Coalition sidestepping push for external Sri Lankan human rights inquiry

March 25, 2014

Foreign Minister Julie Bishop. Photo: Andrew Meares

Foreign Minister Julie Bishop. Photo: Andrew Meares

The Coalition government is continuing to sidestep whether it will support an international investigation into war crimes in Sri Lanka, despite Labor and the Greens backing it.

The US-backed resolution, to be debated by the United Nations Human Rights Council this week, aims to enforce an international independent investigation into alleged war crimes, which could lead to the prosecution of current members of the Sri Lankan government.

While an Australian government official will attend the debate, it is unknown whether Australia will back the resolution.

While Australia is not one of the 47 members of the council who vote, it is able to co-sponsor the resolution if it backs the inquiry.

Opposition spokeswoman for foreign affairs Tanya Plibersek called for Australia to support the investigation on Monday, saying we should support our ”usual allies”.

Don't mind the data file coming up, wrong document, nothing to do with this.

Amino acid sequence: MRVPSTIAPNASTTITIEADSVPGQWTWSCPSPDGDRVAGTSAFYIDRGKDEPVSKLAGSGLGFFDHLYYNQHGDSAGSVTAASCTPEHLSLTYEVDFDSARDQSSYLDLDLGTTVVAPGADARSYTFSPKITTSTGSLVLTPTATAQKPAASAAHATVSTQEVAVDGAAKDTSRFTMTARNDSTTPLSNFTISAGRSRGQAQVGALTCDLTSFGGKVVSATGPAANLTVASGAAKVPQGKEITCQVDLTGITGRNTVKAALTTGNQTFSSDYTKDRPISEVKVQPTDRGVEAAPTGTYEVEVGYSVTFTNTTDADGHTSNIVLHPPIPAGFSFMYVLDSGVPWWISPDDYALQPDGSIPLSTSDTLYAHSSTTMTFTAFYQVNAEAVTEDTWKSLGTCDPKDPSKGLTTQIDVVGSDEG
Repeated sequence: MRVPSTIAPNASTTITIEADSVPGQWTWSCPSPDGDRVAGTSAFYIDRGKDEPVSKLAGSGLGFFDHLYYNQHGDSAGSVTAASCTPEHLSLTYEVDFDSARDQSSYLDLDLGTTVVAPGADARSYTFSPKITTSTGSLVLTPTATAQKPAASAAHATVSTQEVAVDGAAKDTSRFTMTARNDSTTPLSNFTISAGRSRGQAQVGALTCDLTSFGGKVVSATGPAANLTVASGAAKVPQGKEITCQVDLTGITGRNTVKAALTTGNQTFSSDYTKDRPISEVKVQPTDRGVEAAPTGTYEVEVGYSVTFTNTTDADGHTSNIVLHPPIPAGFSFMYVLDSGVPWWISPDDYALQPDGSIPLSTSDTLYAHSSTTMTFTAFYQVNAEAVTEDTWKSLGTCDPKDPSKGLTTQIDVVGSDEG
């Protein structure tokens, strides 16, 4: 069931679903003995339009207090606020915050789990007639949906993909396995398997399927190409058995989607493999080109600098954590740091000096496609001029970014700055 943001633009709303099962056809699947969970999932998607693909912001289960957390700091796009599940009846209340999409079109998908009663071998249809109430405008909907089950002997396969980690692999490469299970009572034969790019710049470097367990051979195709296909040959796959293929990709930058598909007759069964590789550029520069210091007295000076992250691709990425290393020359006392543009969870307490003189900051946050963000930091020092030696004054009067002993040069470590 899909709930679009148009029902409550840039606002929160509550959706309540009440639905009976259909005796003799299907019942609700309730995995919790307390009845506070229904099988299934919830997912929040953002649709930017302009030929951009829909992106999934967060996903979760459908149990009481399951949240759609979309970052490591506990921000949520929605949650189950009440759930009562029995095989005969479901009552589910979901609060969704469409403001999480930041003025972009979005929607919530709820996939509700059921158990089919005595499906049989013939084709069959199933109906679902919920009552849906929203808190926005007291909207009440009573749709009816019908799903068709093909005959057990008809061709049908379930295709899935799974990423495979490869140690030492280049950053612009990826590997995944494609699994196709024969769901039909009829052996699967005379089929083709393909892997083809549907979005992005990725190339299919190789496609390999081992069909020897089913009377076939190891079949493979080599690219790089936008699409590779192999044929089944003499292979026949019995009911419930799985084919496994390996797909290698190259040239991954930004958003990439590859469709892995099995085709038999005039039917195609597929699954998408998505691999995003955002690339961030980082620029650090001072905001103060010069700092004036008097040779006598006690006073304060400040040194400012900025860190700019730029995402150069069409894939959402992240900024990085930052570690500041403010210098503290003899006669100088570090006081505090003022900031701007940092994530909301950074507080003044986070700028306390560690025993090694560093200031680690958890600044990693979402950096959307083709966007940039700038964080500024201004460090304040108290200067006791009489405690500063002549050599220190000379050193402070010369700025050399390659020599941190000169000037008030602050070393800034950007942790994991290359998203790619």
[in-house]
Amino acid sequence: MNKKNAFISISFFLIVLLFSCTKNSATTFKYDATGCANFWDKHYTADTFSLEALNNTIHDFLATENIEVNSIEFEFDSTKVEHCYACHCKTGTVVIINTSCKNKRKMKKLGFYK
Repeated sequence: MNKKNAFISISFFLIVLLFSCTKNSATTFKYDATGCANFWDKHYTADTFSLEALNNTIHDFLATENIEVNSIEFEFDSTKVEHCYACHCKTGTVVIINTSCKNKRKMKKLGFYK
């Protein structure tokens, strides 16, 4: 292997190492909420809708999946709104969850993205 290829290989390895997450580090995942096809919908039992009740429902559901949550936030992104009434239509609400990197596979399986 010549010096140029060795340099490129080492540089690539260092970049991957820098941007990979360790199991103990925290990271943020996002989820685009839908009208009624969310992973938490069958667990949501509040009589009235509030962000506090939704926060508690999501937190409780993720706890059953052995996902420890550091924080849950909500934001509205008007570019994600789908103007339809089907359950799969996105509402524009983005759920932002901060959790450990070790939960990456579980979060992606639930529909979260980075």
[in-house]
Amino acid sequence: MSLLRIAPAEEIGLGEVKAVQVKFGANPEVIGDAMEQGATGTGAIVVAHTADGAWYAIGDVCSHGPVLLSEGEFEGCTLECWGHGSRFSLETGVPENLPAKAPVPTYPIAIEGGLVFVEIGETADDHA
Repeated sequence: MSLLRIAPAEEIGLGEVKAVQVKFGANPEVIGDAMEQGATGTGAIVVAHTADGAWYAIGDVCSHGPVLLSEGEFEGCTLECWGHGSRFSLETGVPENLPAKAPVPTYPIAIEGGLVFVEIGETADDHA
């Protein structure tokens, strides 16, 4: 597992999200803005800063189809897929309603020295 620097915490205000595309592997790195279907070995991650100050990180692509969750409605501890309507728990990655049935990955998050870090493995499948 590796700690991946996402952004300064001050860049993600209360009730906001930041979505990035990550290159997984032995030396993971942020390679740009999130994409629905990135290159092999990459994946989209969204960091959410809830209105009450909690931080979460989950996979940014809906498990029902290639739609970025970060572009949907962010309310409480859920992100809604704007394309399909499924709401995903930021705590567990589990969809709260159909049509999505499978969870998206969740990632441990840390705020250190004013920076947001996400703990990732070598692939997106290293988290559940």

”Our call for the Australian government is to support the draft resolution before the Human Rights Council to reduce violations and abuses and [that] puts us in company with all of our usual allies,” Ms Plibersek said.

Under a Labor government in 2012 and 2013 the Australian government supported the Sri Lankan government to conduct its own internal investigations.

But Liberal MP Michael Sukkar hinted the Australian government may not back the external investigation, saying the government would rather work closely with the Sri Lankan government to improve human rights.

”It is this approach rather than one that seeks to isolate the Sri Lanka government that we consider will ultimately achieve human rights,” he said.

Mr Sukkar said the government was yet to receive the final text on the resolution and would ”not be pushed into making a decision by the Labor or the Greens”.

But time is running out. The council is set to meet on Thursday in Geneva.

In a letter to Ms Bishop, six eminent citizens including former foreign minister Gareth Evans, and former prime minister Malcolm Fraser have urged the government to support the investigation.

Clarification: An earlier version of this story incorrectly reported that Foreign Affairs Minister Julie Bishop would attend the UN debate.


The Editor

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